7. David Burdon says:

    For the roof I recently cut the bristles off my old telescopic car cleaning brush and wrapped the head with a piece of old Axminster carpet(not looped).I used self tapping screws to attach it.
    Worked a treat at removing green stuff.

  8. Peter Sansom says:

    Very useful tips, thanks.
    The only issue I would have would cleaning the windows with an ordinary window cleaner. My handbook specifically says not to as it can cause damage to the polymer material causing starring etc. There are special cleaners which cater for motorhome windows.

    • Craig @ Caravan Guard says:

      Thanks Peter, that’s a good caveat. Always worth checking your handbook before applying any sort of cleaning products to surfaces of your motorhome.

  9. Motorhomevalet says:

    On my ladder I always use lengths of pipe insulation, this prevents marking the side of the van and it won’t slip. Walking on roofs:- if an owner prefers me not to then I won’t but on every job I make a judgement on wether its ok to walk on the roof. I had a customer who was up on his roof every day, which resulted in all his rooflights leaking, so like most things in life moderation is the key.

  10. Brian Lakin says:

    I use a step ladder leaning against the side of the van with two foot of the grey fibre/plastic pipe lagging pushed on to each leg of the ladder. The lagging has a slit cut right through it and clips around the legs perfectly. Cut a notch where the top step meets the lagging.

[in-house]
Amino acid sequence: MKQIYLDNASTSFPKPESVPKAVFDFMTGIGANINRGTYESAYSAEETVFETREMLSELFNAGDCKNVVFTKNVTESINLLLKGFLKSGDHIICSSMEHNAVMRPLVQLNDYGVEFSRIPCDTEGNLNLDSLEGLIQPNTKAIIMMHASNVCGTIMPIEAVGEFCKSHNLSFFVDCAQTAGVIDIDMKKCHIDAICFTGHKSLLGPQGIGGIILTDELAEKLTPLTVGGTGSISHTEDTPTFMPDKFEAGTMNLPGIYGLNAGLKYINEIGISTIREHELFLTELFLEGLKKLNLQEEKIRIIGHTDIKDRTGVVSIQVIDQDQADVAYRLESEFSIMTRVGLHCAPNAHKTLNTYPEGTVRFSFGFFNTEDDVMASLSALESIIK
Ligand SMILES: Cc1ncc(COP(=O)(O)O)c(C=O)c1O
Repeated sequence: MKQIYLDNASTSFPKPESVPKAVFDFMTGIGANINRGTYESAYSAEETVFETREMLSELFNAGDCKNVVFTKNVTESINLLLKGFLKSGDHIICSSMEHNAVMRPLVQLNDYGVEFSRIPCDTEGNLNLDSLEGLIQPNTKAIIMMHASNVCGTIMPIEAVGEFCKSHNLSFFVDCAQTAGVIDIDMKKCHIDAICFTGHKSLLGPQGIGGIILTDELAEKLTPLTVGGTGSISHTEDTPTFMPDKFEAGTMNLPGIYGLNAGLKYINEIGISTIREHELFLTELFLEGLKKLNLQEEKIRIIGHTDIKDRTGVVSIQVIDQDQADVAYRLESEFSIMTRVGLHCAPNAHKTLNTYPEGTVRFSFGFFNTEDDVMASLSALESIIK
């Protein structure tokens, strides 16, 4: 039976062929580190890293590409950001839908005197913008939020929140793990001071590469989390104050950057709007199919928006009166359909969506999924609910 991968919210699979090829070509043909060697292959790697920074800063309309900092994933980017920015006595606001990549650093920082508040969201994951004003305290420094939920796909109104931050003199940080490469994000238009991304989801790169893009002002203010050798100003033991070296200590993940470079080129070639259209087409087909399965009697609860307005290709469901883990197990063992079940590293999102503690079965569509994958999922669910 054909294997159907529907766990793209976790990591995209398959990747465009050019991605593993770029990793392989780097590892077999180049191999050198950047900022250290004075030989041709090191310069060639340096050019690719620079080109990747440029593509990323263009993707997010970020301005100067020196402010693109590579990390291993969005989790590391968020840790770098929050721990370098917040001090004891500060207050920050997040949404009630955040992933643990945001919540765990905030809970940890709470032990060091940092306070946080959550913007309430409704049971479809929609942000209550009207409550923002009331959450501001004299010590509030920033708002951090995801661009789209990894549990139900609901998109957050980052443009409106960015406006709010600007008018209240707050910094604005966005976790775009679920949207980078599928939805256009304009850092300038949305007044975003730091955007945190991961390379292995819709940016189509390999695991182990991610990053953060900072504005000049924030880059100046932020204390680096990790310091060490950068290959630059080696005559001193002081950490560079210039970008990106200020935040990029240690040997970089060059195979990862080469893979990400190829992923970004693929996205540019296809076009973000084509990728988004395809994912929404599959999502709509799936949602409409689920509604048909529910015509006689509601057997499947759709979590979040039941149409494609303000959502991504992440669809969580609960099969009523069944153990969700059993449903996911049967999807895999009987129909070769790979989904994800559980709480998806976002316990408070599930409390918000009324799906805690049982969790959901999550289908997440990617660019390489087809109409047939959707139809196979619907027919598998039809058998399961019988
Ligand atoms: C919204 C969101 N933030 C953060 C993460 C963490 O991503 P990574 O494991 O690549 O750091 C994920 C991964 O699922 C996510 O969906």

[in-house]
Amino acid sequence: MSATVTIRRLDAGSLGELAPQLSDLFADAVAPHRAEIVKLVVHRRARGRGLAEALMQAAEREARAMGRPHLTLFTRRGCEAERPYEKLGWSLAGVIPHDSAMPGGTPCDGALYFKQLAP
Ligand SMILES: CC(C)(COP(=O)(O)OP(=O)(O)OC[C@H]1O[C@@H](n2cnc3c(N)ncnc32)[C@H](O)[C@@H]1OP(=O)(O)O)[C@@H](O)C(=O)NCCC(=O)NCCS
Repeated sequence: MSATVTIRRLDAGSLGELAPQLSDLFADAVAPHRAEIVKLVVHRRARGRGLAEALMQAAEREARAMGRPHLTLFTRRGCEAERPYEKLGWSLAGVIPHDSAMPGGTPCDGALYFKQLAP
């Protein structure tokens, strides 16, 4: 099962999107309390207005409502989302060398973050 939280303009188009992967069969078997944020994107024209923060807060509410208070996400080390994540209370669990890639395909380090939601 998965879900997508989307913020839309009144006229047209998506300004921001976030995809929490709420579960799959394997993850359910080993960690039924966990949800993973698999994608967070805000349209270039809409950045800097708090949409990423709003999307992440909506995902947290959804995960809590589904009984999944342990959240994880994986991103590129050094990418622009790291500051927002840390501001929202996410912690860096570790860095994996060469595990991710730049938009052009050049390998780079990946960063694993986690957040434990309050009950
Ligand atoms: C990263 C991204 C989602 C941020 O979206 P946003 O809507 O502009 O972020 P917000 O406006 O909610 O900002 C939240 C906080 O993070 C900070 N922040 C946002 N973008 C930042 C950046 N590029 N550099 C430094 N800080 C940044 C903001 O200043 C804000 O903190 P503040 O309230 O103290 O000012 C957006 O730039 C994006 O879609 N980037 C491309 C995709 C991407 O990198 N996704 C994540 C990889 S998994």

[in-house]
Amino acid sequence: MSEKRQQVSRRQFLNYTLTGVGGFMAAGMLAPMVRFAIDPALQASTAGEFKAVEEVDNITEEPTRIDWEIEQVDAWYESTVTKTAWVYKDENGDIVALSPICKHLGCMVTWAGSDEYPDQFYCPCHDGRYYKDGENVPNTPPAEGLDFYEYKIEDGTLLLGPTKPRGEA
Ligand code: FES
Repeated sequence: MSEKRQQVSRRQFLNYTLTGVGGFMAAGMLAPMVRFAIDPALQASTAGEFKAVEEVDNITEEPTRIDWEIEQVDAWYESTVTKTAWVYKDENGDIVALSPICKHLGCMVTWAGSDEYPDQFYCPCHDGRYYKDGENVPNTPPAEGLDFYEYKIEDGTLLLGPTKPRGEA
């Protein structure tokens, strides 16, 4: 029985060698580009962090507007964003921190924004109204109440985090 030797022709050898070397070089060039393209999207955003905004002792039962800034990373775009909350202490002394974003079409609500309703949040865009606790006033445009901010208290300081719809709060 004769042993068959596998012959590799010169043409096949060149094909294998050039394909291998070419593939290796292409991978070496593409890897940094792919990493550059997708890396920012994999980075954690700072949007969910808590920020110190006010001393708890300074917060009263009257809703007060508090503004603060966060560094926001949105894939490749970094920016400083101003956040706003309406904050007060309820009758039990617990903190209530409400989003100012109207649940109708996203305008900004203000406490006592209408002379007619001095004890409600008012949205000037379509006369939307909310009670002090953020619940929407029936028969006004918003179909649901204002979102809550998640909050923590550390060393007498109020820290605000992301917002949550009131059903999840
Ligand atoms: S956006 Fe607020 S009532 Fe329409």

11. marshall k says:

    Instead of using a ladder why not go onto the roof?

    • Craig @ Caravan Guard says:

      Marshall K,
      I know some owners do. I guess it depends if the owner feels confident enough to be stood on the roof. Plus could there be a chance of damaging the roof?

  12. Paul Collins says:

    Following on from my comment about the pressure hand spray, it is the same style as the one for watering gardens or spraying fence paint, but it comes wit a soft brush and 2 spray heads. The stream is not very fast, but on the go, I would think it might be ideal for those awkward areas etc.

  13. Paul Collins says:

    Have just been sent details of this http://www.robertdyas.co.uk/king-pressure-spray

  14. Paul Collins says:

    I don’t know if you have tried it on the mould and stubborn dirt, but I have used a handheld steamer before, as there are no chemicals, just hot water! And they are great inside the van as well. I have also just purchased a window vac from aldi’s at a fraction of the price of a well known brand and they are rechargeable, so you can take it with you.

    • Lucie @ Caravan Guard says:

      That sounds like a good idea Paul! Mike – is this technique commonly used?